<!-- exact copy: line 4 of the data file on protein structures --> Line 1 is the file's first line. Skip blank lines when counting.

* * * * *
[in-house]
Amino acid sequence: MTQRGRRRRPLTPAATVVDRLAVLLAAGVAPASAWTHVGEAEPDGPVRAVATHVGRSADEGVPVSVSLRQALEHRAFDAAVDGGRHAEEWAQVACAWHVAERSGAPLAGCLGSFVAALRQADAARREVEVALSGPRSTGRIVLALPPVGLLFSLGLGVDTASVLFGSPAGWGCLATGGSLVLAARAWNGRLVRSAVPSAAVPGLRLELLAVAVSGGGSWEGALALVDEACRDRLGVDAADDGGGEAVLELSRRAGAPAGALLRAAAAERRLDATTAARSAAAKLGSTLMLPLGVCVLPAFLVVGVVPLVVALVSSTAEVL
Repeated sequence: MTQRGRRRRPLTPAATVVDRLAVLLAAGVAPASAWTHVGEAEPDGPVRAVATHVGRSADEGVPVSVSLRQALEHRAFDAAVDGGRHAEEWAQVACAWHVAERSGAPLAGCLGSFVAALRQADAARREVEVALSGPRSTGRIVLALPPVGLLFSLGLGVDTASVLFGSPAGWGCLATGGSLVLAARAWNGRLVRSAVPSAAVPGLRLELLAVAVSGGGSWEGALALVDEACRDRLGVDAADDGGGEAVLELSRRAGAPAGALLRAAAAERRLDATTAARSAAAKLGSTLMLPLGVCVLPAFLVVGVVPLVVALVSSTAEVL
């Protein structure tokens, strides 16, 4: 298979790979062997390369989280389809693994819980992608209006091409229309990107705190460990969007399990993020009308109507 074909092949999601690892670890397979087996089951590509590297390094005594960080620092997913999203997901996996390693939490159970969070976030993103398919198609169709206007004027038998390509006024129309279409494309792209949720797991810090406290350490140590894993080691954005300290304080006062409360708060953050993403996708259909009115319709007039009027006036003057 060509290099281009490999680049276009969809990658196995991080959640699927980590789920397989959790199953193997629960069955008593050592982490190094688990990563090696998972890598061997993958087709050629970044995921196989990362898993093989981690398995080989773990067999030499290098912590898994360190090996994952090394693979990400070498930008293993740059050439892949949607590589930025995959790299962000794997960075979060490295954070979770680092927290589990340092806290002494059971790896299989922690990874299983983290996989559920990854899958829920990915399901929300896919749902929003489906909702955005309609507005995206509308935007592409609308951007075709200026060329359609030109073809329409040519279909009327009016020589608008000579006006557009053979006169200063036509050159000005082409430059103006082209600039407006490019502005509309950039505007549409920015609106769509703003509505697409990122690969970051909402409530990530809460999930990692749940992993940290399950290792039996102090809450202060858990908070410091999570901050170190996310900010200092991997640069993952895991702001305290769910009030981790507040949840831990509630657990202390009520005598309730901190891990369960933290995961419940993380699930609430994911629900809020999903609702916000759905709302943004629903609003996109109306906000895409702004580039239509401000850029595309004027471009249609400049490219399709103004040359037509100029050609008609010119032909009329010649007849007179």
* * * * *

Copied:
């Protein structure tokens, strides 16, 4: 298979790979062997390369989280389809693994819980992608209006091409229309990107705190460990969007399990993020009308109507 074909092949999601690892670890397979087996089951590509590297390094005594960080620092997913999203997901996996390693939490159970969070976030993103398919198609169709206007004027038998390509006024129309279409494309792209949720797991810090406290350490140590894993080691954005300290304080006062409360708060953050993403996708259909009115319709007039009027006036003057 060509290099281009490999680049276009969809990658196995991080959640699927980590789920397989959790199953193997629960069955008593050592982490190094688990990563090696998972890598061997993958087709050629970044995921196989990362898993093989981690398995080989773990067999030499290098912590898994360190090996994952090394693979990400070498930008293993740059050439892949949607590589930025995959790299962000794997960075979060490295954070979770680092927290589990340092806290002494059971790896299989922690990874299983983290996989559920990854899958829920990915399901929300896919749902929003489906909702955005309609507005995206509308935007592409609308951007075709200026060329359609030109073809329409040519279909009327009016020589608008000579006006557009053979006169200063036509050159000005082409430059103006082209600039407006490019502005509309950039505007549409920015609106769509703003509505697409990122690969970051909402409530990530809460999930990692749940992993940290399950290792039996102090809450202060858990908070410091999570901050170190996310900010200092991997640069993952895991702001305290769910009030981790507040949840831990509630657990202390009520005598309730901190891990369960933290995961419940993380699930609430994911629900809020999903609702916000759905709302943004629903609003996109109306906000895409702004580039239509401000850029595309004027471009249609400049490219399709103004040359037509100029050609008609010119032909009329010649007849007179």